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Keywords:

  • MULTIPLE SCLEROSIS;
  • FRACTURE RISK;
  • OSTEOPOROSIS;
  • EPIDEMIOLOGY

Abstract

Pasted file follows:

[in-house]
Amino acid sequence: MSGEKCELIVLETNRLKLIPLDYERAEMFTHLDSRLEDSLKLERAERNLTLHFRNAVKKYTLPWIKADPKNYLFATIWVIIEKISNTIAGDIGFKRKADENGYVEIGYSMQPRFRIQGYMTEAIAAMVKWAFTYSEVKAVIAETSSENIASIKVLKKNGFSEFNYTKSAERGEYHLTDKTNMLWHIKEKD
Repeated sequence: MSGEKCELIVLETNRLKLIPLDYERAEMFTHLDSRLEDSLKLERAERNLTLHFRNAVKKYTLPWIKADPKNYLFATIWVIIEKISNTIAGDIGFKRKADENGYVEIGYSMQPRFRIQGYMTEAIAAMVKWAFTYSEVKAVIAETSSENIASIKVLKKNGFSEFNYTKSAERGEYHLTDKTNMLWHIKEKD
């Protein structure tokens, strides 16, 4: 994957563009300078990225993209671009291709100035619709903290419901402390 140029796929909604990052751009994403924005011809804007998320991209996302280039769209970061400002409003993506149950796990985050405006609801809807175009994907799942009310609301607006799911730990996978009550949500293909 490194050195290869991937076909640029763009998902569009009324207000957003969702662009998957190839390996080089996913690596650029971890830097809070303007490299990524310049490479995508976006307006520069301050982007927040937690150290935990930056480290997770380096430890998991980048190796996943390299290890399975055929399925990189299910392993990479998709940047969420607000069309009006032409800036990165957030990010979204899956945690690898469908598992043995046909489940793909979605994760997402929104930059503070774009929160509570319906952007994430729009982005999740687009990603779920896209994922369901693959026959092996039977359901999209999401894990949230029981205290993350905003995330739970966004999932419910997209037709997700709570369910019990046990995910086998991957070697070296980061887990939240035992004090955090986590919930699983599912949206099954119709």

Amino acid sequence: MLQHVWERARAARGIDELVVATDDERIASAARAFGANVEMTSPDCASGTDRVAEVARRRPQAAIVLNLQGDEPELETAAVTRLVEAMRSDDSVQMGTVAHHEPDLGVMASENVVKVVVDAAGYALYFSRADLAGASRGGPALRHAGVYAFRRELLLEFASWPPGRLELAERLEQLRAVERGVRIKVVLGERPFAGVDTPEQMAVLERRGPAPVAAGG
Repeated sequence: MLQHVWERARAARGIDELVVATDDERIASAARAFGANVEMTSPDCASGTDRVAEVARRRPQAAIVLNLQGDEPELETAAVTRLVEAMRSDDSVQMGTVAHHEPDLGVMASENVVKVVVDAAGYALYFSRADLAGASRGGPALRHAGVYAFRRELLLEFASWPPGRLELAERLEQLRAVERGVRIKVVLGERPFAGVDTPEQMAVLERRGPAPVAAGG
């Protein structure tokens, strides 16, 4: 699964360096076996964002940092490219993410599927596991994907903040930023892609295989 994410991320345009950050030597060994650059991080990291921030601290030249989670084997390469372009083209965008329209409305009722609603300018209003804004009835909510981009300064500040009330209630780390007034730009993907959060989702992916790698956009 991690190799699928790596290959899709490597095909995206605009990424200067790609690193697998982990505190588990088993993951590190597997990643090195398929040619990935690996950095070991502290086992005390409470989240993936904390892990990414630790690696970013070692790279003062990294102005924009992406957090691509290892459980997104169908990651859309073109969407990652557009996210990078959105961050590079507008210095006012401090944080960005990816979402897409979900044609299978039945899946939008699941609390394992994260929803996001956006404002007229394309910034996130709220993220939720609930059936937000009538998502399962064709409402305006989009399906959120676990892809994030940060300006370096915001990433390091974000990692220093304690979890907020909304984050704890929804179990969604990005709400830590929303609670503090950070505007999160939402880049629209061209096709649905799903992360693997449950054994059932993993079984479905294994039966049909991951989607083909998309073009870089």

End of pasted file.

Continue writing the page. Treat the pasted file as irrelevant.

Patients with multiple sclerosis (MS) may be at an increased risk of fracture owing to a greater risk of falling and decreased bone mineral density when compared with the general population. This study was designed to estimate the relative and absolute risk of fracture in patients with MS. We conducted a population-based cohort study using data from the UK General Practice Research Database linked to the National Hospital Registry (1997–2008). Incident MS patients (n = 5565) were matched 1:6 by year of birth, sex, and practice with patients without MS (controls). Cox proportional-hazards models were used to derive adjusted hazard ratios (HRs) for fracture associated with MS. Time-dependent adjustments were made for age, comorbidity, and drug use. Absolute 5- and 10-year risks of fracture were estimated for MS patients as a function of age. Compared with controls, MS patients had an almost threefold increased risk of hip fracture [HR = 2.79, 95% confidence interval (CI) 1.83–4.26] and a risk of osteoporotic fracture that was increased 1.4-fold (HR = 1.35, 95% CI 1.13–1.62). Risk was greater in patients who had been prescribed oral/intravenous glucocorticoids (GCs; HR = 1.85, 95% CI 1.14–2.98) or antidepressants (HR = 1.79, 95% CI 1.37–2.35) in the previous 6 months. Absolute fracture risks were low in younger MS patients but became substantial when patients were older than 60 years of age. It is concluded that MS is associated with an increased risk of fracture. Fracture risk assessment may be indicated in patients with MS, especially those prescribed GCs or antidepressants. © 2011 American Society for Bone and Mineral Research